The conference; should I stay, or should I go?

As the remit of the school business professional role continues to develop and expand, the need for continued professional development (CPD) has never been stronger. Andrew Blench, school business management consultant at School Business Partner takes a strategic look at choosing and attending CPD conferences

There are lots of options out there for school business professionals (SBP) in terms of conferences to attend. They all present great opportunities for CPD, networking and the purchasing of goods and services. I am thinking of events such as – EdExec LIVE, Academies Show, ISBL Annual Conference, ASCL School Business Leaders Conference and BETT Show, to name but a few.
But for the busy SBP the decision to attend one of these events is not a simple one. Can we justify the time out of the office, plus travel time? What will happen whilst we are out of school and what problems might we have to sort out when we get back? These are questions that we all will grapple with, and they are all legitimate concerns but, in my experience, too often we see ourselves sacrificing our own CPD for the greater good whilst we see other colleagues attending every event possible!
What’s the answer then?
Be intentional about conferences. What do I mean by that? Look at the year ahead and pencil all of the dates into your diary so you have an overview of the conferences that might be useful to you. You don’t have to make a decision right now to book a place but at least if you have the dates in your diary, and you’re asked to do something specific on that date, you can make an informed decision.
Maximise the benefit of attendance. Once you have made the decision to attend a conference plan what you’re going to whilst you are there. I know that might sound like stating the obvious but, far too often, I have attended conferences without a plan of which seminars I will attend and who I need to see. If there are optional session choices over the day, chose carefully. I know this can be difficult as often the description of the session doesn’t always match what is delivered. Look for sessions which address your own areas for development or issues that you or school are facing at the moment.
Here is a tip, but don’t tell the conference organiser this! You don’t have to fill your day with seminars! Why not leave some time in the day free for networking or just gathering your thoughts and/or writing notes?
The essential exhibition
Most conferences have an exhibition area where suppliers spread the message about their goods and services. The list of suppliers is usually available in advance so scan the list and ask yourself if there is anyone you would particularly want to talk to. Some offer the ability to book an appointment to see them whilst you are there.
Sadly, some delegates avoid this area of the conference altogether; I think that can be a mistake from all sorts of angles. This is what makes the conference financially viable. The exhibitors have paid for the option to be there and often this subsidises the ticket price that you have paid. If we don’t visit them then this could eventually undermine the conference.
Also, whilst speaking to exhibitors, on occasion, I have picked up tips and ideas to help me back at school, without necessarily having to buy anything!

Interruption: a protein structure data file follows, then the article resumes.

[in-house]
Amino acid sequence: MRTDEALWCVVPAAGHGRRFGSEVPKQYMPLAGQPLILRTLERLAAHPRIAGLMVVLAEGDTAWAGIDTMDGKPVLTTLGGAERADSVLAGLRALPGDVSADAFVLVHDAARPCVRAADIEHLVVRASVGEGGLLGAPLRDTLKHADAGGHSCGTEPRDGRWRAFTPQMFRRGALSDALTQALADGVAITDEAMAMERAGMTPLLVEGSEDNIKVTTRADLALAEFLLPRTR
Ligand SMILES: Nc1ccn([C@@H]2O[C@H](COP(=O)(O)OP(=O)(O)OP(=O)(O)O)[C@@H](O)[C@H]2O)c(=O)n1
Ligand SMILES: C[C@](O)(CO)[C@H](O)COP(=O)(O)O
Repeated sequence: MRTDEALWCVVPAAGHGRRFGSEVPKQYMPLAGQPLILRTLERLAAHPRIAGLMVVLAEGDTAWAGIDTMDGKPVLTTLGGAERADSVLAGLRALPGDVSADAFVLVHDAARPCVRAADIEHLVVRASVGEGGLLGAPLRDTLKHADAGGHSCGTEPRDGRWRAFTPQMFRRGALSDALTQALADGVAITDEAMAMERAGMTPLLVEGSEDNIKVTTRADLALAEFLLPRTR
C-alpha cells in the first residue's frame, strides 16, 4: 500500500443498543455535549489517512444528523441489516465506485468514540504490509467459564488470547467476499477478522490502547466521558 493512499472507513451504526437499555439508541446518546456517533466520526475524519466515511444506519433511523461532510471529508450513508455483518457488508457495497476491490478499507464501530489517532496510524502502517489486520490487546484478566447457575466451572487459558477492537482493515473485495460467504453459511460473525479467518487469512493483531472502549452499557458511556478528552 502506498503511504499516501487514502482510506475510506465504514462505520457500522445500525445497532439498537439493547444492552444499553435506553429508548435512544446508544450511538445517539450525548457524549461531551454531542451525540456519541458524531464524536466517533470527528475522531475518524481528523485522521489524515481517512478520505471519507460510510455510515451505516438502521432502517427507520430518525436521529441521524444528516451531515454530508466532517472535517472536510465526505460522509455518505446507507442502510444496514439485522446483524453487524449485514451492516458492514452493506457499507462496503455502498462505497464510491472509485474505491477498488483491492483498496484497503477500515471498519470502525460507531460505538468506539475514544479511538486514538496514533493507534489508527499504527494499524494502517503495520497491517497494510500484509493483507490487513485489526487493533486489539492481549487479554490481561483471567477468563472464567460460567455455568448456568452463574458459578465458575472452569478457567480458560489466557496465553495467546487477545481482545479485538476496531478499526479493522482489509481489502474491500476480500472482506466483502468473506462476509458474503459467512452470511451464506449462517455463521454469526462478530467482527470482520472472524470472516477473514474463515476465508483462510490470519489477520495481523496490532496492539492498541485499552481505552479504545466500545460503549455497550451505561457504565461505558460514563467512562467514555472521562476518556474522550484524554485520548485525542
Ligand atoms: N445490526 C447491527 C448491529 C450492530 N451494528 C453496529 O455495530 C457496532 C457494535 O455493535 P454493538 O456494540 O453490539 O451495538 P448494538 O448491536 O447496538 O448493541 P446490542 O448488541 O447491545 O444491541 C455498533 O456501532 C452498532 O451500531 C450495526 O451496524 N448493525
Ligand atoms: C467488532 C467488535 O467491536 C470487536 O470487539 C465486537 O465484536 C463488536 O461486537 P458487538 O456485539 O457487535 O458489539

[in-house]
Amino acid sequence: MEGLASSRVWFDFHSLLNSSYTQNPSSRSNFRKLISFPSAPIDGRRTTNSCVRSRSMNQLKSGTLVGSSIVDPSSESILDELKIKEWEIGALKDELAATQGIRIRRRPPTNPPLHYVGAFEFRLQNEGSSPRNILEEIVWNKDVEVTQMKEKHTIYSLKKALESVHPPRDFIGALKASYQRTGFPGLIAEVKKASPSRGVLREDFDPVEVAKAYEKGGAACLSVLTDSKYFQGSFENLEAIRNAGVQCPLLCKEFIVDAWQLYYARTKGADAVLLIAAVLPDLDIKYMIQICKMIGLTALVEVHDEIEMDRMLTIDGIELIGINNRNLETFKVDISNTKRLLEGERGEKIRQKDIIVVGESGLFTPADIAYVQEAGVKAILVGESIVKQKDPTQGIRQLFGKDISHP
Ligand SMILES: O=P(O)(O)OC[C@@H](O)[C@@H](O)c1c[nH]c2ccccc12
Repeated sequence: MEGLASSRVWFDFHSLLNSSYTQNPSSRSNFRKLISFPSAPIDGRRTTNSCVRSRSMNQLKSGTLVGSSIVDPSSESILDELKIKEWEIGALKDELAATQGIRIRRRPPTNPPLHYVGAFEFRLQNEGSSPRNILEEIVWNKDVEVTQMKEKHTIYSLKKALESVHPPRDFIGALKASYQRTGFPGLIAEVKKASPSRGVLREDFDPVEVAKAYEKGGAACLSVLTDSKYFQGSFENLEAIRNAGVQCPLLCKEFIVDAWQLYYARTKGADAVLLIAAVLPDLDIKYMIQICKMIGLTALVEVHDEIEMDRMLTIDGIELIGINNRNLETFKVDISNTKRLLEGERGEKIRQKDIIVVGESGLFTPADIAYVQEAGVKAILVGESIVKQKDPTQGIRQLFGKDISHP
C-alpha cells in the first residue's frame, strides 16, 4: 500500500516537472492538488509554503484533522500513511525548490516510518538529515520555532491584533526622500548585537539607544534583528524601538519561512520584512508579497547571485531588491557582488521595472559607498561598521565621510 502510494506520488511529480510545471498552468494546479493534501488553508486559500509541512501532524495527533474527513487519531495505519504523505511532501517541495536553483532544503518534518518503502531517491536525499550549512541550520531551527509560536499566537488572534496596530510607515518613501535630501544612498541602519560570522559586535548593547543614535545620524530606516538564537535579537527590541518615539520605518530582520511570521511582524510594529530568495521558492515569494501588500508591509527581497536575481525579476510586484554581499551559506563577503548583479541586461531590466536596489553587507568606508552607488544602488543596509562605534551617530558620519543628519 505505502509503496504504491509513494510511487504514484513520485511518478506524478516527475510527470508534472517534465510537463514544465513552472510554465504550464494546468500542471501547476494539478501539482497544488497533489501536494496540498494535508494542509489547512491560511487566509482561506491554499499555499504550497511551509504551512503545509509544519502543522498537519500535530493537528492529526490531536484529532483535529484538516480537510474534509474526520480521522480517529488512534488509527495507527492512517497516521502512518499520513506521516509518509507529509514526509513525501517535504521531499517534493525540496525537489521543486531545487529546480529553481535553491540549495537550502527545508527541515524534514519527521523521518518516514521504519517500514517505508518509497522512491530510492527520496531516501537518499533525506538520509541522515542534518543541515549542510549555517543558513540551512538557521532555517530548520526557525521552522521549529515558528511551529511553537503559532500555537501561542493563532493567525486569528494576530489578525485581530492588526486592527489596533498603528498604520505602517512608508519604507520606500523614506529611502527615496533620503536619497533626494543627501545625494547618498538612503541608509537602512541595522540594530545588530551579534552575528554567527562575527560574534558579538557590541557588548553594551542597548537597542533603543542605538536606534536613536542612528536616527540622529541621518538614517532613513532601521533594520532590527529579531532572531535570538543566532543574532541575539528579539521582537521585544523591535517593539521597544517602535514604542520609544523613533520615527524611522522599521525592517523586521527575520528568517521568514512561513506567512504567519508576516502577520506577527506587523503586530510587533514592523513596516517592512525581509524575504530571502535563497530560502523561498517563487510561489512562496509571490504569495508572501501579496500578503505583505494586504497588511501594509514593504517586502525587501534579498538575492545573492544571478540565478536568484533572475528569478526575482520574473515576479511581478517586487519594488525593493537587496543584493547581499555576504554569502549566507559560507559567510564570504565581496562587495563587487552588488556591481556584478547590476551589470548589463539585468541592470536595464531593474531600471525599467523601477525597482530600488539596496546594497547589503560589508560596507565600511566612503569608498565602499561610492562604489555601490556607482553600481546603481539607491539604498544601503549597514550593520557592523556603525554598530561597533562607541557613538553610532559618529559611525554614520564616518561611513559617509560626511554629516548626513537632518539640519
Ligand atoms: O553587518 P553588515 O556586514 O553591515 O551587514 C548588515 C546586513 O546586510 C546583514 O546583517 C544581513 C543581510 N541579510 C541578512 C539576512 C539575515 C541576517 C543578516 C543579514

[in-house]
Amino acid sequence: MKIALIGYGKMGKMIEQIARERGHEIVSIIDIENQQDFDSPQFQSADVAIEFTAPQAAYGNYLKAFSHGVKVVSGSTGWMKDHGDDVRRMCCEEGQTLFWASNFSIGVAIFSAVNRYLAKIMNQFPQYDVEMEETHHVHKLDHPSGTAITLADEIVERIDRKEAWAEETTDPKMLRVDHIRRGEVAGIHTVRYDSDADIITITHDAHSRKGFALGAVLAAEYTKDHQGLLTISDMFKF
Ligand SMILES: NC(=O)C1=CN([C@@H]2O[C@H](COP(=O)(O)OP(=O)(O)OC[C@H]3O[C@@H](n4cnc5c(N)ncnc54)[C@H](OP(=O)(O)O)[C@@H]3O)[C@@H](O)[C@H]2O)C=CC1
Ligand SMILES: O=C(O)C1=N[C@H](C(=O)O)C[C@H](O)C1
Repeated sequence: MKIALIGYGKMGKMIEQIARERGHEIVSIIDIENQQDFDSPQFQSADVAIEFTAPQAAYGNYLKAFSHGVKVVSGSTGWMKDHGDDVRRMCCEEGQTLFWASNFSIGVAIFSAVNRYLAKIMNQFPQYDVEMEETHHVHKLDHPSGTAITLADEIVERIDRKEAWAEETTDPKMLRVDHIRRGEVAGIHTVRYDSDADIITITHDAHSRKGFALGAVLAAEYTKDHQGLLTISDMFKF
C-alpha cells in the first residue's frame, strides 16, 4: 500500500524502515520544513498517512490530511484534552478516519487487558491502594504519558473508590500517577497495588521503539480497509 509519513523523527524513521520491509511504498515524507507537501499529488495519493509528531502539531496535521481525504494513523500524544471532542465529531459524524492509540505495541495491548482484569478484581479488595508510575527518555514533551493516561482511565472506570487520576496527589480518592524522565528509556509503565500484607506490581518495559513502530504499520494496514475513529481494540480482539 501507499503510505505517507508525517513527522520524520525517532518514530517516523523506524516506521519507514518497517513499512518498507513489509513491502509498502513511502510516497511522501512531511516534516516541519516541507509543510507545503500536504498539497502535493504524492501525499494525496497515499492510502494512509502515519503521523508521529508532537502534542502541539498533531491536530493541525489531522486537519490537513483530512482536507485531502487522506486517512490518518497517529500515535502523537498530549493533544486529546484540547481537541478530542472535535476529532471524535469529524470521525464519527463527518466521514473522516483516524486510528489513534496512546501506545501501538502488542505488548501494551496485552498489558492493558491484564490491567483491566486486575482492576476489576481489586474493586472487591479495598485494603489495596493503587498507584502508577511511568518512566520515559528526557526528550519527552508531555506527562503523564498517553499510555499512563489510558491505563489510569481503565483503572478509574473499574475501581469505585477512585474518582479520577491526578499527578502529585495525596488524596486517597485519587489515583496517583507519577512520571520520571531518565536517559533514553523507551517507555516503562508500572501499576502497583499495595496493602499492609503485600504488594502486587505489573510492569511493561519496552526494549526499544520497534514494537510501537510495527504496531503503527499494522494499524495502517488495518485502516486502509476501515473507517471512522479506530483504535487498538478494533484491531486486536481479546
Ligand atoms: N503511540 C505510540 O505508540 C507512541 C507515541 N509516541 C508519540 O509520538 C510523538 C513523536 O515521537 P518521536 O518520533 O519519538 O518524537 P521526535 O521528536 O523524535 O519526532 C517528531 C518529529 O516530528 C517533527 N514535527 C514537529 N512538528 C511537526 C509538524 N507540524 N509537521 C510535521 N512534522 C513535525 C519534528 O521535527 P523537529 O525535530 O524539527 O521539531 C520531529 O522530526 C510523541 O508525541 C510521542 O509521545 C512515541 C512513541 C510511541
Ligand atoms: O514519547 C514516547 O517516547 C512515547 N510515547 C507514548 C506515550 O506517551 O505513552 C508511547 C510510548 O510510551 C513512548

It’s all about who you meet
Networking is really valuable. I am amazed at how ‘cliquey’ we can be when attending events. If we have gone there with colleagues we tend to sit together and not engage with other delegates. Now I understand why we might do that, as this could be the first opportunity we have had in a long time in the busyness of school to talk to each other properly. I set myself a goal at conferences of speaking to at least three people I have never met before and, if appropriate, sharing contact details. Our profession can be quite isolating and it’s good to be able to share good practice and encourage each other in that way.
If the organiser gives you a delegate list, have a look to see if there is anyone on it who is located near to your school who, perhaps, you haven’t had contact with before. Also, let people know beforehand that you are attending the event. I usually do this through LinkedIn which flags up that other colleagues are also attending, and we can arrange to meet up during the day.
Beating the transport nightmare
Travel by public transport – the travel time is all part of the experience and, hopefully, it’s not a bad one! If you have the option to not drive there and back this can be really useful time. There’s a good chance that we attend an event and gather lots of useful information and contacts which then gets dumped on the pile called ‘read later’ in the corner of the office.
The danger is that, as soon as we get back, we get caught up in the busyness of school life and never pick this up again. Use the travel time to make notes, establish links via email/social media and start to action some of the ideas generated. I know the natural inclination might be to catch some much needed ‘zzzs’ on the train journey home but, if we don’t use this time, when will you follow-up on what you have gained from the day?
Finally, you don’t need to feel guilty for putting your CPD needs first! It’s not self-indulgent, it’s an investment in you – and the future of your school – when done thoughtfully and intentionally.

EdExec LIVE takes place in Manchester on February 7, 2019, and in London on June 12, 2019.
You can learn more about the event and book your ticket HERE.
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